Prior to sorting, a POSTNET bar code is most often applied to the scanned mail piece. As is known in the art, when the machine is running in OCR mode, the OCR image is read, an address determined, a POSTNET code determined and then, before the mail gets to the bar code reader, a POSTNET code is sprayed onto the mail piece. The bar code reader reads the bar coded zip code, and then a sort decision is made. The mail piece can then be run on any other machine anywhere and be sorted properly. A second printer is provided to spray on the reverse side of a mail piece an identification tag code. The ID tag is printed when no address can be determined by an OCR machine. The image associated with this tag is sent off for video coding or further processing, then the ZIP code results are linked to the ID tag in a database. At a later time when this mail piece is run, the ID tag is read, and the results are looked up, sent to the machine in real time and the mail piece is then sorted. In some cases, no POSTNET code is printed from this lookup, but in others a POSTNET code is sprayed before it is sorted. In general, when a POSTNET code is sprayed by a postal processing machine it is almost always used for processing by other machines down the line in the distribution process that do not have the capability to print POSTNET codes.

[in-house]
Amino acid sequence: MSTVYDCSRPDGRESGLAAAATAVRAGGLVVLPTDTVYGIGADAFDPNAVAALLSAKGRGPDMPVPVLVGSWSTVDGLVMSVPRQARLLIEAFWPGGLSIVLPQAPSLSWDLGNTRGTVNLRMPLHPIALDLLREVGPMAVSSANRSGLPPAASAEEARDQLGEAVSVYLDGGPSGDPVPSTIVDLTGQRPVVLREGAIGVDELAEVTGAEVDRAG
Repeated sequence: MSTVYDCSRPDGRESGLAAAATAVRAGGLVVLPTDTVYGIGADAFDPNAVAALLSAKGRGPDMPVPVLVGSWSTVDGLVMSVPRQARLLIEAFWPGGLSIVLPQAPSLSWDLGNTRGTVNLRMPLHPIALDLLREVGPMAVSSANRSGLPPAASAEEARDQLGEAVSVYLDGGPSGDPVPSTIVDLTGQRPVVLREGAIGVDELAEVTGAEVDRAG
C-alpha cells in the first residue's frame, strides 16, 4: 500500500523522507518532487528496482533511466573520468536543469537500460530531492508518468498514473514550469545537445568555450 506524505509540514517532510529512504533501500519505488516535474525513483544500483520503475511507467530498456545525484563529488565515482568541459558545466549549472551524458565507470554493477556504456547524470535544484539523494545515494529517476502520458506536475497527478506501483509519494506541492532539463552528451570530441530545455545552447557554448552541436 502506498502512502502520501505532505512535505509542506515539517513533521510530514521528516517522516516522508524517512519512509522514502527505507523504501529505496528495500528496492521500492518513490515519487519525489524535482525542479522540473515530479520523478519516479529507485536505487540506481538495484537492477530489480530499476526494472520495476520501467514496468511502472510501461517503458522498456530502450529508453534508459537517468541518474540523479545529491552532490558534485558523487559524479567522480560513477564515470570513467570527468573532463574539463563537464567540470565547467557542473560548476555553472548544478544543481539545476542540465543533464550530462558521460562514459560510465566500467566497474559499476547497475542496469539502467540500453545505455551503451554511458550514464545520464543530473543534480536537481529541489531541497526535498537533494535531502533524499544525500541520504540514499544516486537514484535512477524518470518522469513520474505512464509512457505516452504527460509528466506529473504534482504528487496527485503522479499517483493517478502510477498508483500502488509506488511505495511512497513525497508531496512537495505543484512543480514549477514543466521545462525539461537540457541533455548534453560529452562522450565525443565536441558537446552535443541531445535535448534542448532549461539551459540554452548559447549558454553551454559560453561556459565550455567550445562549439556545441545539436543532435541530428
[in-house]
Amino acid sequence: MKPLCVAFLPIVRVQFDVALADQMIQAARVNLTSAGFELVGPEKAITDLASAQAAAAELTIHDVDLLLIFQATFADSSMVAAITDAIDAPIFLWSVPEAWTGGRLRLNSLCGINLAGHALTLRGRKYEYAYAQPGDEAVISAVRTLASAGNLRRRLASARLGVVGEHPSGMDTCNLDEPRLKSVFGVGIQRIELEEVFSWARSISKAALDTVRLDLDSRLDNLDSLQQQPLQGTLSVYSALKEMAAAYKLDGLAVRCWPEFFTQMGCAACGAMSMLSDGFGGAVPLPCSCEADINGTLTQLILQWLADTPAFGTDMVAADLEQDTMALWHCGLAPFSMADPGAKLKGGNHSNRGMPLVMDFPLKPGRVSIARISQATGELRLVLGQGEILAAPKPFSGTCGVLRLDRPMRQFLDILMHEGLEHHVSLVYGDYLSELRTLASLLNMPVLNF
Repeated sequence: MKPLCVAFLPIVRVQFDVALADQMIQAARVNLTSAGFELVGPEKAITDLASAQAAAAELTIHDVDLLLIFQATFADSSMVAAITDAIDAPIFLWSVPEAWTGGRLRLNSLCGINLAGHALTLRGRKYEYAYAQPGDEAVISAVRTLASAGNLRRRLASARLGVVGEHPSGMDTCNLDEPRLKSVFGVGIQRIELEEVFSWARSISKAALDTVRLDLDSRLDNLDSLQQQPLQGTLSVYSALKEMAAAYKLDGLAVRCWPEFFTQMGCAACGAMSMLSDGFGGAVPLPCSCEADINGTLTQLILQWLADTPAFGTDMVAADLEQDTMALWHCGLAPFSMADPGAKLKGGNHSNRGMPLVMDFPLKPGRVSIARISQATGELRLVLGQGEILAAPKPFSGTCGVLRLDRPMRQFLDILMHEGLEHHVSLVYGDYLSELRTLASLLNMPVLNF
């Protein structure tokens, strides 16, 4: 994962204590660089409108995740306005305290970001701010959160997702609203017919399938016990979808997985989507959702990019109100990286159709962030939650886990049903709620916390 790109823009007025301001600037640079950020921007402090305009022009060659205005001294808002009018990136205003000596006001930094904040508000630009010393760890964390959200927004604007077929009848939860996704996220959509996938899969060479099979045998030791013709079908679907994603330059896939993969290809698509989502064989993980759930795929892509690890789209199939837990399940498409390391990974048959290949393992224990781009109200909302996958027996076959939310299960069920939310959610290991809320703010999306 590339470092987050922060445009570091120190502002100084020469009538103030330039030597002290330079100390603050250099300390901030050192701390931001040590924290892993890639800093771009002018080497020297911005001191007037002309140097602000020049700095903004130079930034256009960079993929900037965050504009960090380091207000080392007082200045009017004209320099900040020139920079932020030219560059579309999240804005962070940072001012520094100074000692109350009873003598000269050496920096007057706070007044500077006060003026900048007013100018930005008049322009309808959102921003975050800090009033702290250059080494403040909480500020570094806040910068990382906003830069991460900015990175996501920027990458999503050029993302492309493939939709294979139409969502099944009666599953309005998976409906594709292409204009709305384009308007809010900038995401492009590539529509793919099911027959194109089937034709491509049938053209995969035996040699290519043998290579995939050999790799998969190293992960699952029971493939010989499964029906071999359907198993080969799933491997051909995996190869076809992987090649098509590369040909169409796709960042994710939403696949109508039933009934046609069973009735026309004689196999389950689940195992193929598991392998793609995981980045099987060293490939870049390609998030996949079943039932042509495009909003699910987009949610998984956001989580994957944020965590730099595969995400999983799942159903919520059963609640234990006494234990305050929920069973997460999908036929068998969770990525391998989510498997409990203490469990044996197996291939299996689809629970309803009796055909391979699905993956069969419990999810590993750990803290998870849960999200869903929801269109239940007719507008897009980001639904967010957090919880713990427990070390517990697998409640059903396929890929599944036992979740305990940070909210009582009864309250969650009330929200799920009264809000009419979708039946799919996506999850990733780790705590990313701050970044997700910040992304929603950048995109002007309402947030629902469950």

In current DIOSS machines, the image acquired is in grayscale format and is immediately converted to a binary format for OCR and bar code recognition processing as illustrated in
According to the invention, a copy of each gray scale image is transmitted from DIOSS 1 to a gray scale image server 8 at the time of creation. Server 8 stores the image in a memory buffer containing a predetermined number of the most recently taken images in the order received. OCR image data is analyzed by OCR software of the DIOSS 1 itself and is also transmitted to a coprocessor 2 and a remote character reader (RCR) 3. DIOSS 1, coprocessor 2 and RCR 3 each analyze the image using different OCR logic. The results from DIOSS 1 and RCR 3 are each transmitted to coprocessor 2, which arbitrates the result by methods known in the art.
The arbitrated result is sent back to DIOSS 1. If the image was read successfully and a ZIP+4 delivery point identified, DIOSS 1 sends a signal to image server 8 instructing it to discard or archive the grayscale image saved for that mail piece. Information obtained from the image data, typically a header including destination information and a copy of the binary image data, is transmitted to a storage and transfer processor (STP) 4. In the majority of cases, image data for mail pieces will be resolved and a sorting decision made at DIOSS 1, and a POSTNET bar code label will be printed on the mail piece in DIOSS 1 in real time.